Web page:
Protectionism After the Crisis: The Case of Latin America
Tuesday 15 March 2011
It is accepted wisdom that protectionism is a first gut reaction in times of crisis, but there are few studies on how different countries react to get themselves over the hump. What did we see this time when the global financial crisis hit in late 2008? After six years of expanding on an annual average rate of 16.3%, world exports plunged 22.6% in 2009. Trade restrictions increased but, in contrast to previous crises, the protectionist threat has not been as bad as expected, mainly because the recession in major economies was partially offset by the dynamism of emerging countries.
Latin America (LA) is a case in point. Although output in LA decreased 8% in 2009, most countries in the region showed a better performance than in previous crises as a result of stronger fundamentals. Mexico, which was amongst the hardest hit countries, has been able to remain afloat.
A study by the Latin American Trade Network (LATN) shows that the region’s exports, which had grown 16.8% from 2003 to 2008, decreased 22.5% in 2009. Imports contracted 24.7% after increasing at an annual rate of 17.4% during the preceding six years.
In this context, from mid-2008 all Latin American countries faced restrictions on their exports from importing countries. The most affected countries were Brazil, Mexico, Argentina, Chile, Uruguay, Colombia and Peru. There is a positive correlation between the country’s share in world exports and the protectionist measures it confronts. As expected, larger exporters with a more diversified production structure usually face more restrictions. However, some small economies (Paraguay, Uruguay and Bolivia) and Peru also faced high restrictions on sensitive products.
The most frequently targeted export sectors are related to agriculture, where the region is highly competitive, such as grain mill products, starches and starch products and other food products; live animals and animal products; dairy products; products of agriculture, horticulture and market gardening; and meat, fish, fruit, vegetables, oils and fats.
What happens when we turn the page to see what Latin America has done? Most barriers enacted by LA countries involve restrictions on manufactures, such as machinery, metal products, furniture, textile and apparel, chemicals, basic metals and transport equipment. Instead of the massive bail outs and state aid measures prevailing in the US and the EU, in LA protection takes the form of trade defense measures (anti-dumping, countervailing duties and safeguards), the same as other large emerging economies such as China, India and South Africa. Following the global trend, restrictions on Chinese manufactures are frequent in Argentina, Bolivia, Brazil, Mexico and Paraguay.
But LA does not offer better treatment to regional partners, often the main source of imports. All countries with the exception of Colombia have imposed barriers on partners. In other words, regional trade agreements are no safe haven. For example, measures enacted by Costa Rica harmed other members of the Central American Common Market (CACM) and Panama. MERCOSUR members have hit each other more intensely than they have outsiders. One of the most thorny issues related to intra-zone trade in the Andean Community (AC) was the safeguard imposed in 2009 by Ecuador on imports of 1,346 products from Colombia, with the aim of counteracting the effect of the depreciation of the Colombian peso. Products subject to safeguards represented more than one-third of Ecuadorian imports from Colombia in 2008.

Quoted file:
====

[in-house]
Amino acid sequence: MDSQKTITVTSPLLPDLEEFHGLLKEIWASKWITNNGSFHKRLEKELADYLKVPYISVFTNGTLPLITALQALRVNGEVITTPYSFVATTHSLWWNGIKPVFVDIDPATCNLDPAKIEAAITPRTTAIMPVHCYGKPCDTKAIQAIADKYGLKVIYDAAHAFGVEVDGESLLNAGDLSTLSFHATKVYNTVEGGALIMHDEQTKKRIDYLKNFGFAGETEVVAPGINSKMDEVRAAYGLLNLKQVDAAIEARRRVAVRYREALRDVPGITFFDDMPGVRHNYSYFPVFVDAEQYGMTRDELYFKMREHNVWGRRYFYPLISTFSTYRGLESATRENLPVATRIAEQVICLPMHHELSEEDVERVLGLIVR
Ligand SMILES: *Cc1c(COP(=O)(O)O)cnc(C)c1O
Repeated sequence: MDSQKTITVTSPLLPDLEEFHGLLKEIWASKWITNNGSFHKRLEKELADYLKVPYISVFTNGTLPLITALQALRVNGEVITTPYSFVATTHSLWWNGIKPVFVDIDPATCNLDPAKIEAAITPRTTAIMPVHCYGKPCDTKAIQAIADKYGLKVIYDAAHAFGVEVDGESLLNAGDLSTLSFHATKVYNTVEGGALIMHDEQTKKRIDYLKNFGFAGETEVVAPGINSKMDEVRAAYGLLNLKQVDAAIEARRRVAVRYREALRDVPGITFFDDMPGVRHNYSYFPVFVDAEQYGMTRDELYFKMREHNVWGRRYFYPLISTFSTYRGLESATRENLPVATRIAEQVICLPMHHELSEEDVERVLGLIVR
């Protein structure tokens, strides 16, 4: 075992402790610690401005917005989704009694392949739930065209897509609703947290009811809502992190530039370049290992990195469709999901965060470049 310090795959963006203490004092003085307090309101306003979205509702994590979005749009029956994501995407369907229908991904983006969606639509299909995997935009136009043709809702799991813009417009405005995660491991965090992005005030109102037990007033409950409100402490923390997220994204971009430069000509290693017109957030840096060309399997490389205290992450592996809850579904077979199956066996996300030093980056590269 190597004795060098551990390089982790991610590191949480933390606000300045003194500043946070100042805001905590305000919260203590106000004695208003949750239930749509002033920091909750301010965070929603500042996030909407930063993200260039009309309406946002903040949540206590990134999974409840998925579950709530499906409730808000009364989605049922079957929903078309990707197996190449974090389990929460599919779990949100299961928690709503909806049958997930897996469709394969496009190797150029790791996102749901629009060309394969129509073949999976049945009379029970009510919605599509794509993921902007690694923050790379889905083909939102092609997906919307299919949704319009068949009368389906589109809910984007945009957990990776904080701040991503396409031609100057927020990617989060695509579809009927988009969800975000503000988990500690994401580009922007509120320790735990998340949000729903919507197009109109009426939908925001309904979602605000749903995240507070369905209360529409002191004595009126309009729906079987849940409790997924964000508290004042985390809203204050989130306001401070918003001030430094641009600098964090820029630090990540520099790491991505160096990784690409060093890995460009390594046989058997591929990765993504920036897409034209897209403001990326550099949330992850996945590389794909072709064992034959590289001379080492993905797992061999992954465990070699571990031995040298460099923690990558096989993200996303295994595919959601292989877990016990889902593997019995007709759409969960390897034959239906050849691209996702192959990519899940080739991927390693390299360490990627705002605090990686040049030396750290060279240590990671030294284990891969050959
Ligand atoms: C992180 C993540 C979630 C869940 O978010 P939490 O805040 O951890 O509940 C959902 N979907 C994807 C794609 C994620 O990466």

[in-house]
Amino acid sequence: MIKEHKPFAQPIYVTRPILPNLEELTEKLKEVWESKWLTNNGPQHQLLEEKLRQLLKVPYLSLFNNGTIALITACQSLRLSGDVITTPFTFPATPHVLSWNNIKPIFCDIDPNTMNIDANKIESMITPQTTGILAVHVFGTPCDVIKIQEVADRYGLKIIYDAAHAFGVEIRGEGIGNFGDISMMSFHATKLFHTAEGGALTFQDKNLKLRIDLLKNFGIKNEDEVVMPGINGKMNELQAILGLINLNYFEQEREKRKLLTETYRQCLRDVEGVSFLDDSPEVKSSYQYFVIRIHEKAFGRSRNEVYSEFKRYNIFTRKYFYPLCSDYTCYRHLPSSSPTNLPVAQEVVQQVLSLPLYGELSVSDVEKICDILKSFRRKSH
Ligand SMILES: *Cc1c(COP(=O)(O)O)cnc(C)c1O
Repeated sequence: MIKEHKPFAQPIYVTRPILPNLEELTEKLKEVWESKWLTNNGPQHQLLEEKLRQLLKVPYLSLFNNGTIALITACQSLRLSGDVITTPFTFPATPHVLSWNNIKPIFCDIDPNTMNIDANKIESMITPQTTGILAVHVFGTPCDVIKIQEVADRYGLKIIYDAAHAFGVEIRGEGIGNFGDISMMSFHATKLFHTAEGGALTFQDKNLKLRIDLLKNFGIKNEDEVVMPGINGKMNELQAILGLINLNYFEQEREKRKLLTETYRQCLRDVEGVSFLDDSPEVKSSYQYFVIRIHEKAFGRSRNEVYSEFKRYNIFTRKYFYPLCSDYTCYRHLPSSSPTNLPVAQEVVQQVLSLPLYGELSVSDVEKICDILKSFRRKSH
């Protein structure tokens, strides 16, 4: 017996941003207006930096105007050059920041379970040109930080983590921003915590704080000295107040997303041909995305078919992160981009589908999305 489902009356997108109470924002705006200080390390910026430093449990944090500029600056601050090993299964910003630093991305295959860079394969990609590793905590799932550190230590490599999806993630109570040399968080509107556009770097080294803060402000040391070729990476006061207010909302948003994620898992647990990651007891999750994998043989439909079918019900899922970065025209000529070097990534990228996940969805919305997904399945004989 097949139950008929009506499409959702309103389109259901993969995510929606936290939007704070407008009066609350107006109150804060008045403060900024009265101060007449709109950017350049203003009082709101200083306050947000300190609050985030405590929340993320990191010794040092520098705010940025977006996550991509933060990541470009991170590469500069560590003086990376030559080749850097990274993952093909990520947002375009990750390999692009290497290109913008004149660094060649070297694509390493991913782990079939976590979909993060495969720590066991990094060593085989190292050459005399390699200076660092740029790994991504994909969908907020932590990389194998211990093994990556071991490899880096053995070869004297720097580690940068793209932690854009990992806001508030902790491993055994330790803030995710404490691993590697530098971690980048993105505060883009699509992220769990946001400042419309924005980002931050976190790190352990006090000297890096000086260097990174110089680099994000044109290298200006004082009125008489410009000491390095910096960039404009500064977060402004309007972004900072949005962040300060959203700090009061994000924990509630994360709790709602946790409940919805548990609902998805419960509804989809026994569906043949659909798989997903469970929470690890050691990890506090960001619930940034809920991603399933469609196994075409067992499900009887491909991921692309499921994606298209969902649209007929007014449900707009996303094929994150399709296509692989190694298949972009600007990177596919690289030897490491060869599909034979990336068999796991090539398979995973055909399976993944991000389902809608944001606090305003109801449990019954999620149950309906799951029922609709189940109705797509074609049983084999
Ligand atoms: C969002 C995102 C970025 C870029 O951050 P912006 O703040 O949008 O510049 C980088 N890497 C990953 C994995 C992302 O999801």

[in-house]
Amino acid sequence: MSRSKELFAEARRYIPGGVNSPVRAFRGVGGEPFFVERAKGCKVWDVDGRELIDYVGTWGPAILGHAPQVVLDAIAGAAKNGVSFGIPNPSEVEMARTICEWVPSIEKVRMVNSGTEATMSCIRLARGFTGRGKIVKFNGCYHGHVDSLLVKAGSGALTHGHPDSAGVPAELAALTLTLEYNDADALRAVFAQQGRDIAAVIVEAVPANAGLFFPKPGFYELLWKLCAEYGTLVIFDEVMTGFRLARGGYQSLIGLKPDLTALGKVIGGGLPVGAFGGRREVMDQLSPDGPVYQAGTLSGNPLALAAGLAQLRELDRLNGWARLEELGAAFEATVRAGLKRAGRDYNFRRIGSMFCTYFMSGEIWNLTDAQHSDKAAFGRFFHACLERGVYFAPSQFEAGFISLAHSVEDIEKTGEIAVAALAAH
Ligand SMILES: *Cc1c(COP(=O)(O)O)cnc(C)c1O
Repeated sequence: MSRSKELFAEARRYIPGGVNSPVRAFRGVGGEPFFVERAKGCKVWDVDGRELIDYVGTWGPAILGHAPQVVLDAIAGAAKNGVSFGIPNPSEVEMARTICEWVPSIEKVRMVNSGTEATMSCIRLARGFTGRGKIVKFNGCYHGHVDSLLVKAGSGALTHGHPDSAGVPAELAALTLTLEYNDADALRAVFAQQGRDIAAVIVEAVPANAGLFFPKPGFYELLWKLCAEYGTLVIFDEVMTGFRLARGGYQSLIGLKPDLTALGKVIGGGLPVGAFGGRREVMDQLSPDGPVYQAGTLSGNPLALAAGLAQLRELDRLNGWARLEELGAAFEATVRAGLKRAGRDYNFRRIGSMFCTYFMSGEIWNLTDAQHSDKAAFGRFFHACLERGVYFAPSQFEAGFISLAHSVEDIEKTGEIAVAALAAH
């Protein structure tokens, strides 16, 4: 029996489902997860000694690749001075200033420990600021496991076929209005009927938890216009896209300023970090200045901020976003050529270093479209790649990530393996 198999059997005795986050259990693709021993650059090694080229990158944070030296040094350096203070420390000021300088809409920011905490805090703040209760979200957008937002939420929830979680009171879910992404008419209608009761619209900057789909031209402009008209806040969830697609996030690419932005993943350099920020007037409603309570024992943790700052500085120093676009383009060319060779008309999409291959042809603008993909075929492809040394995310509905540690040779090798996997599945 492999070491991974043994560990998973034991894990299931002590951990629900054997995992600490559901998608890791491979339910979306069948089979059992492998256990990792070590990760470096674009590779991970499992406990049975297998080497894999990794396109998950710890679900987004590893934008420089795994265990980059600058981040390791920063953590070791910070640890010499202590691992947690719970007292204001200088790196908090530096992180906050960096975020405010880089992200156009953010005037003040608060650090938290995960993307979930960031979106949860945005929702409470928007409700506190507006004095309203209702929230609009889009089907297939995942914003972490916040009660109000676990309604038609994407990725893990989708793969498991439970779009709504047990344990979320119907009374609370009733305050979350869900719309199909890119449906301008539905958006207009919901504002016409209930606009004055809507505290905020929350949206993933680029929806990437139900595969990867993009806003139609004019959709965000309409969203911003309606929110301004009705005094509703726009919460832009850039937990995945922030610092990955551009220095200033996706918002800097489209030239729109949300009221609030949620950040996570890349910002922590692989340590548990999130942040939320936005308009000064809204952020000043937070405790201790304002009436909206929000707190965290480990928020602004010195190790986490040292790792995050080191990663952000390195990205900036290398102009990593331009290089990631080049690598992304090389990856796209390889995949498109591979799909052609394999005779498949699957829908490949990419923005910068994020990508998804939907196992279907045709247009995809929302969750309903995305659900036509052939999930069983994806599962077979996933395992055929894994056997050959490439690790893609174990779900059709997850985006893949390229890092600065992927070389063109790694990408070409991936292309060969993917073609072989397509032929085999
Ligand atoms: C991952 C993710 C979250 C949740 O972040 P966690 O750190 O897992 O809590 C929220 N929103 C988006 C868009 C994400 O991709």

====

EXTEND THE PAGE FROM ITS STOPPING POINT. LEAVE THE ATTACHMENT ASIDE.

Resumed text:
When all is said and done, is LA more protectionist than the rest of the world? Given the relatively strong fundamentals, the region has been well-behaved; it has imposed fewer protectionist measures than the world average. And given the commodity composition of its exports, it has also faced fewer restrictive measures than other regions.
What does this bode? If the global recovery picks up, some of the measures will be easier to lift than others. For example border measures, import licenses, anti-dumping duties and safeguards have already begun to be lifted in the region. As fear subsided and growth began to recover swiftly in the region, bottlenecks also emerged swiftly. However, many of the measures enacted during the crisis, specifically bail out/state aids and other instruments used mainly by developed countries, would be difficult to eliminate at the same speed. As the nursery rhyme says, one little pig had roast beef, another little piggy had none.
Read the full studies referenced in this post and more trade in post-crisis Latin America from LATN:
Learning from Past Battles in Argentina? The Role of REPRO in the Prevention of Crisis- Induced Layoffs (co-authored by Diana Tussie)
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